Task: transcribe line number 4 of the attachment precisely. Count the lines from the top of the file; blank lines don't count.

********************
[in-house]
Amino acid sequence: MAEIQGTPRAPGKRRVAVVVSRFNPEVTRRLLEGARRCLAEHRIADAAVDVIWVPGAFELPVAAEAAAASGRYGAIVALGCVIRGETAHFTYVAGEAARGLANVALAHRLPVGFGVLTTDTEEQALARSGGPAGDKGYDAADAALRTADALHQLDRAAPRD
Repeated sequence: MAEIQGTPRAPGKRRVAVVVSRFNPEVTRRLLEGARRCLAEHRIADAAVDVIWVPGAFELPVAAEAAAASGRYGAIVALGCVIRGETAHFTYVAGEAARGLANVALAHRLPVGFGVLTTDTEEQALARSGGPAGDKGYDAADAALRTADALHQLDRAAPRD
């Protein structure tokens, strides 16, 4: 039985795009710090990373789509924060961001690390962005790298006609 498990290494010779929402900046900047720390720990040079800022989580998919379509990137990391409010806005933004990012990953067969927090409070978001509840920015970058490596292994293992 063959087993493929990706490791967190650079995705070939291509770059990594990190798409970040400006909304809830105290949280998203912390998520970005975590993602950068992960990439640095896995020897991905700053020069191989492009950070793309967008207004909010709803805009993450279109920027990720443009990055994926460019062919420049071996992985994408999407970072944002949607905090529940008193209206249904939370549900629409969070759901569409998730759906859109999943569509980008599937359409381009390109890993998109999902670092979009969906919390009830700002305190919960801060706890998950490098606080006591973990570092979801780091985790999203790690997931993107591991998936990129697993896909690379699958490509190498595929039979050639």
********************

């Protein structure tokens, strides 16, 4: 039985795009710090990373789509924060961001690390962005790298006609 498990290494010779929402900046900047720390720990040079800022989580998919379509990137990391409010806005933004990012990953067969927090409070978001509840920015970058490596292994293992 063959087993493929990706490791967190650079995705070939291509770059990594990190798409970040400006909304809830105290949280998203912390998520970005975590993602950068992960990439640095896995020897991905700053020069191989492009950070793309967008207004909010709803805009993450279109920027990720443009990055994926460019062919420049071996992985994408999407970072944002949607905090529940008193209206249904939370549900629409969070759901569409998730759906859109999943569509980008599937359409381009390109890993998109999902670092979009969906919390009830700002305190919960801060706890998950490098606080006591973990570092979801780091985790999203790690997931993107591991998936990129697993896909690379699958490509190498595929039979050639």